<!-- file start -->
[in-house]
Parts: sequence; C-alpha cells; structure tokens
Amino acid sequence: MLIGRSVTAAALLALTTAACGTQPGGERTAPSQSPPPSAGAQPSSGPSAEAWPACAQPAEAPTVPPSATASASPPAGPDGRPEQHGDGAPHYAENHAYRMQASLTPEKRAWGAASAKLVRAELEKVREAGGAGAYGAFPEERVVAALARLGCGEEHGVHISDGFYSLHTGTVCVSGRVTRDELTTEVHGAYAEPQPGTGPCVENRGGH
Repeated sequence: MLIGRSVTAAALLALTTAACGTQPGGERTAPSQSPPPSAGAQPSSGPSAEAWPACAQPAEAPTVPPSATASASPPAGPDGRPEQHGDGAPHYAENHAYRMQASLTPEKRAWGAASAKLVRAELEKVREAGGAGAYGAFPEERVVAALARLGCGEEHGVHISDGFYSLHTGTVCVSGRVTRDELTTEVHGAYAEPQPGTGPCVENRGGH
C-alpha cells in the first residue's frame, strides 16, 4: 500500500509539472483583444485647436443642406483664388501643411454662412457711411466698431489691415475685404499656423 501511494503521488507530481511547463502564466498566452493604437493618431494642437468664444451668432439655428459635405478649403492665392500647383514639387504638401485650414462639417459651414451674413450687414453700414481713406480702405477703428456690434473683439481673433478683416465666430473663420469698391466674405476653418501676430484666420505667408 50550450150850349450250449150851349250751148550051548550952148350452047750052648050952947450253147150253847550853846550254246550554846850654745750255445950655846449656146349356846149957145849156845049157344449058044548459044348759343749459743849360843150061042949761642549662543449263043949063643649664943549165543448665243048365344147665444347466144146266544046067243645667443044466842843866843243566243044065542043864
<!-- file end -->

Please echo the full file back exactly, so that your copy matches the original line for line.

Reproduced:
[in-house]
Parts: sequence; C-alpha cells; structure tokens
Amino acid sequence: MLIGRSVTAAALLALTTAACGTQPGGERTAPSQSPPPSAGAQPSSGPSAEAWPACAQPAEAPTVPPSATASASPPAGPDGRPEQHGDGAPHYAENHAYRMQASLTPEKRAWGAASAKLVRAELEKVREAGGAGAYGAFPEERVVAALARLGCGEEHGVHISDGFYSLHTGTVCVSGRVTRDELTTEVHGAYAEPQPGTGPCVENRGGH
Repeated sequence: MLIGRSVTAAALLALTTAACGTQPGGERTAPSQSPPPSAGAQPSSGPSAEAWPACAQPAEAPTVPPSATASASPPAGPDGRPEQHGDGAPHYAENHAYRMQASLTPEKRAWGAASAKLVRAELEKVREAGGAGAYGAFPEERVVAALARLGCGEEHGVHISDGFYSLHTGTVCVSGRVTRDELTTEVHGAYAEPQPGTGPCVENRGGH
C-alpha cells in the first residue's frame, strides 16, 4: 500500500509539472483583444485647436443642406483664388501643411454662412457711411466698431489691415475685404499656423 501511494503521488507530481511547463502564466498566452493604437493618431494642437468664444451668432439655428459635405478649403492665392500647383514639387504638401485650414462639417459651414451674413450687414453700414481713406480702405477703428456690434473683439481673433478683416465666430473663420469698391466674405476653418501676430484666420505667408 50550450150850349450250449150851349250751148550051548550952148350452047750052648050952947450253147150253847550853846550254246550554846850654745750255445950655846449656146349356846149957145849156845049157344449058044548459044348759343749459743849360843150061042949761642549662543449263043949063643649664943549165543448665243048365344147665444347466144146266544046067243645667443044466842843866843243566243044065542043864